Sunday, November 05, 2006
Texac! It's Like A Whole 'Nother Country!
For Valentine’s Day in Volgograd, the place to be is... Club Texac (Texas) !
The Strangers (or maybe the St. Rangers, I’m not sure...) a local combo were holding forth for the weekly “Country/Western” Night. Plus, for the holiday, there were silly contests between sets. The St. Rangers delivered reasonable sets of all your favorite Texas and C/W standards by James Brown, Dire Straits, Little Richard, Elvis, Credence and the Eagles.
“Best band in Volgograd!” says Katya, a stunning young blue eyed, shag blonde beauty. She works in the PR Department of a local grocery chain, that is my client. She is also is a former DJ for ”Echo of Moscow” Radio. She speaks excellent English and has invited me out for the evening. She’s friends with the band and their wives. She also sings “a little jazz” herself, she tells me.
We talk about music. She has been to Oregon and California, but “not to the South, Texas.” I tell her how difficult it is for musicians to make a living in Austin. Similarly, in Volgograd, bands often play just for “karasi,” literally “fish.” She seems familiar with the word for a person who doesn’t have a regular job, goes to lots of events for the free food and liquor, maybe a marginal musician or artist-type. The term is “slicker.”
Now, I have been to scores of “theme” bars in my travels,. Some work, some don’t, some work despite themselves. But this is a bar where the “theme” is a bit too far removed. Nobody here has even ever been to Texas. The idea for the bar came when a friend, visiting the Lone Star State sent some postcards home.
Literally, from the moment you push through the swinging bar doors, which are located knee high like a garden gate, you know that this is a close-but-no-cigar kinda’ place. Besides the fact many of the decorations are merely “American” icons; Harley, Elvis, Marilyn, Chicago Bulls, Marlboro, Coke, Wrangler...there are even displays from New York and London!
I realize now that your definition of “west” is based on just how far “east” you are...
The Texas flag hangs prominently on the landing...backwards. One nice touch, however, was a handpainted mural on the wall by the restrooms. It featured a drunken cowboy asleep against a cactus, “xxx” bottle still in hand. Kinda’ made me miss it when the Texas Legislature is in Austin.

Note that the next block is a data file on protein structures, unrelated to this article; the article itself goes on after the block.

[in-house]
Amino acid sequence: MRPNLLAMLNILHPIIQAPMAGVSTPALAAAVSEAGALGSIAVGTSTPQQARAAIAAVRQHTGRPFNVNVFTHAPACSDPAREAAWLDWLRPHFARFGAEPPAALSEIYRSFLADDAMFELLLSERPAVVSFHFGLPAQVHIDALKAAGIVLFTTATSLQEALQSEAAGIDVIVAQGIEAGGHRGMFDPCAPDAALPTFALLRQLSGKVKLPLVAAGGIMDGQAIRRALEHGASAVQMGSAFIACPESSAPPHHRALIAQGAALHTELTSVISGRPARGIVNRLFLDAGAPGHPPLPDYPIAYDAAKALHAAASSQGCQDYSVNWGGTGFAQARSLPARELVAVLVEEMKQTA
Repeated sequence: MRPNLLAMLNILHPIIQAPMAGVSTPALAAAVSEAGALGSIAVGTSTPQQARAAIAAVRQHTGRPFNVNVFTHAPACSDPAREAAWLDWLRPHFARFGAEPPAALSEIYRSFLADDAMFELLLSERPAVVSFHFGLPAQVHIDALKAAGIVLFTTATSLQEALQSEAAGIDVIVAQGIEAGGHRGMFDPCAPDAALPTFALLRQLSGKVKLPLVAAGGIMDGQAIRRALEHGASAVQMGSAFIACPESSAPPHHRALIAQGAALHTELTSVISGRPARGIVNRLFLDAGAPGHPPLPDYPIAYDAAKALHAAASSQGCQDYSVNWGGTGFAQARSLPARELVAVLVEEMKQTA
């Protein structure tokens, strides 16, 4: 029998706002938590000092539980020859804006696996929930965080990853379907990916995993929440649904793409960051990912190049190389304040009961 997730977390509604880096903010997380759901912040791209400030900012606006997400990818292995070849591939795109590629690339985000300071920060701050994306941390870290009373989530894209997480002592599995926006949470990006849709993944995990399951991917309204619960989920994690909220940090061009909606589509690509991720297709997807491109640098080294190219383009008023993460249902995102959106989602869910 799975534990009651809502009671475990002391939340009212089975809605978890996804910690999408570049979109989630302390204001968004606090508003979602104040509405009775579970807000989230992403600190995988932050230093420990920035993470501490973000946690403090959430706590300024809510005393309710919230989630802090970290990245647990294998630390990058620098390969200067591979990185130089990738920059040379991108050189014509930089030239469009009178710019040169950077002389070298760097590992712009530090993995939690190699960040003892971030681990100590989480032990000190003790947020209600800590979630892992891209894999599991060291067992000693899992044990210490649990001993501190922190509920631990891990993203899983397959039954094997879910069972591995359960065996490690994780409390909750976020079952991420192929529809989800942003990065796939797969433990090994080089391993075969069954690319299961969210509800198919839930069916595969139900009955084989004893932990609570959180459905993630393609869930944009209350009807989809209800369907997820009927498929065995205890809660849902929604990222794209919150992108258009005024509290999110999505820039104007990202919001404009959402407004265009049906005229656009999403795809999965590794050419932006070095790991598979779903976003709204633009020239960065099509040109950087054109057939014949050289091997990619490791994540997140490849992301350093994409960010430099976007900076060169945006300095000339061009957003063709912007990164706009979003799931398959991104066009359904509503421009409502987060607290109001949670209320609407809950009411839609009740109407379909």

The dance floor fills with scores of beautiful young girls, most dressed in attire that one would associate with the oldest profession back in the States. Everyone sings along to the lyrics, in English. I have always been amazed at how much American music has traveled the world making friends. The kids here, most of whom speak little or no English, can sing all the lyrics to “Californication,” “Hotel California” and “Heartbreak Hotel” and scores more songs...even the band!
Another of the young beauty, wearing a skin-tight Union Jack (“very Western”) sequin tank top, approaches me and asks in passable English, if this is “country music.” I respond, “It’s not even close, but then again we are not even close to Texas!” She smiles sweetly, but I’m sure doesn’t understand.
When Katya asks where else I have been in Russia, I say “just Tomsk, and of course, Moscow. Everything in Russia goes through Moscow, right?” With 11 million “official” Muscovites and another 4 million that the can’t seem to keep track off; Moscow is to New York, what Texas is to, say, the original 13 colonies. “Moscow is like a country,” observes Katya.
"So's Texas!" I respond.
Natalya, the club manager, is friendly and makes time for a “real Texan.” I shudder slightly at the reference, and begin my usual, “well, actually, I’m from Austin, and that’s not exactly the same as being from Texas...” spiel, but stop. It’s not gonna’ be worth the translation.
No one here recognizes the name “Willie,” let alone “Stevie Ray,” much less “Bob.” And a “Texas Playboy,” well, I didn’t even try. My toasts, (ya’ gotta’ be able to toast here...) includes “Don’t Mess With Texas!” and “The Armadillo Will Rise Again!” are well-received. But no one asks what an armadillo is. As the night wears on a creepy “Bizarro Texas” feeling tries to push in to my beer sodden consciousness. “It seems like a Texas bar, nyet...”
I present the manager with a bag full of cheesy Texas promotional items, including a “I went to Texas, and all I got was this coffee mug” coffee mug, that I never thought could be considered valuable. Plus, various Austin pens, magnets, keyrings, buttons, etc. and one of those big orange UT basketball pennants. (I found a box of 200 of them years ago and have been giving them out on overseas trips ever since.) The pennant seems to be considered a true Texas relic, like a recently unearthed artifact from the Alamo. It is immediately and prominently displayed right by the entrance. Just as quickly, my bar tab for the evening is halved. So instead of paying, say, about 16 bucks for two dinners, maybe a dozen beers, and, uh, I seem to have forgotten how many shots of tequila, I paid maybe eight dollars. I added a 50% tip. By the way, another thing that keeps Club Texac from being a real Texas bar, there are no tip jars!
So remember friends, treat Texac like a friend. Nobody understands her like we do.
jim ellinger Volgograd is for Valetines